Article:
Member National Assembly (1997-99)

 

Around the time President Leghari dismissed Benazir Bhutto’s government on corruption charges in 1996 and paved the way for fresh elections, Humayun and party leader Nawaz Sharif developed differences, which led Sharif to deny Humayun his turnaround constituency of NA-93. Consequently, Humayun contested from Rahim Yar Khan and won by 57,000 votes. This victory led to his appointment as Minister for Investment and Chairman of the Pakistan Board of Investment.

 

Member National Assembly (2000-07)

 

Around the time General Musharraf announced general elections in the fall of 2002, most leaders from the Nawaz group – including Humayun – had moved to form the PML-Q. Humayun managed a close victory contesting against Akram Zaki of PML-N from NA-125 (once a part of what was once NA-93), leading Zaki to challenge the election results in the Lahore High Court, and subsequently in the Supreme Court of Pakistan, where the petition was dismissed.At the time of formation of government in 2002, Humayun’s name was chosen as most appropriate for the position of Prime Minister. Yet against popular advice, General Musharraf gambled on the Balochistan card and appointed Zafarullah Jamali instead. When the party sacked Jamali in 2004, friction between the President and Prime minister had reached high proportions, Humayun’s name was again considered as the most likely candidate. However, General Musharraf gave in to pressure from the Chaudhrys and banked on Citi banker Finance Minister Shaukat Aziz instead. Robbed of the premiership twice, Humayun returned to the Commerce Ministry and ended the term with record export earnings.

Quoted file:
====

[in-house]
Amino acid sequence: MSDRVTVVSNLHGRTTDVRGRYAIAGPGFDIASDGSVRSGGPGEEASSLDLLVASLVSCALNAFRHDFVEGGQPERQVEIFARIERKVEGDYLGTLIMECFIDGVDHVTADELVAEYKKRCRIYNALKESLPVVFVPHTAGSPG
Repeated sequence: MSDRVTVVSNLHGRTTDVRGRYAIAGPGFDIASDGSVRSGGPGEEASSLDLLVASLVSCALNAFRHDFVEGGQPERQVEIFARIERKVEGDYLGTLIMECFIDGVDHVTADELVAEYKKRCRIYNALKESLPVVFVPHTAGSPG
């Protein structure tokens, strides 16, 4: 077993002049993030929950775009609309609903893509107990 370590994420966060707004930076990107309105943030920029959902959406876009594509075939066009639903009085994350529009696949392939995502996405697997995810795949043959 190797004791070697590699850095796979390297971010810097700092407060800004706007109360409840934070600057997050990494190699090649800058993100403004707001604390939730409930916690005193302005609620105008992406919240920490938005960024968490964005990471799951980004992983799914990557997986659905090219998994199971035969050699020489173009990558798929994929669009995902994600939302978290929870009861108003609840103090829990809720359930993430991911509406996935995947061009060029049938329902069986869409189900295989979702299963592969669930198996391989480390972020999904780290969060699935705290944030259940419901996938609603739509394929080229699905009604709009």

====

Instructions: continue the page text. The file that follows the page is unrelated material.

Parting ways with the Q-league

 

The February 2008 election resulted in a rout for the ruling PML-Q for a number of reasons: 1) Benazir Bhutto’s tragic assassination led to a natural sympathy vote for the PPP; that the unfortunate incident had a direct correlation to the PPP’s electoral success is beyond question; 2) people had come to associate all PML-Q party leaders with General Musharraf’s policies; a high growth that ran into high inflation towards the end of the term and accusations leveled by Asif Ali Zardari against the ruling party for murdering his late wife led to a dip in public opinion; 3) General Musharraf’s repeated clampdown on the media industry led media giants to unite in a campaign against his government, one timed and calculated to hit the Q-league hard during elections.Following defeat, an increase in the Chaudhry brothers’ arbitrary decision-making and family-based politics ruffled quite a few senior feathers within the party. When attempts at dialogue failed, Humayun allied himself with fellow party members Khurshid Mehmood Kasuri, Salim Saifullah Khan, Hamid Nasir Chattha, Gohar Ayub Khan, and Arbab Ghulam Rahim, boycotted the party’s 2009 elections and formed the breakaway PML-Q (Likeminded) faction. Of late, different PML factions, including PML-F, PML-Q (Likeminded), PML-Zia, and the Awami Muslim League have merged into an umbrella alliance called the Mutahida Muslim League, aimed at presenting voters with a united Muslim League at election time.On August 11, 2011, the PML-N and PML-Q (Likeminded) announced an alliance of their two parties. This is a significant step in the unification of the Muslim League vote bank.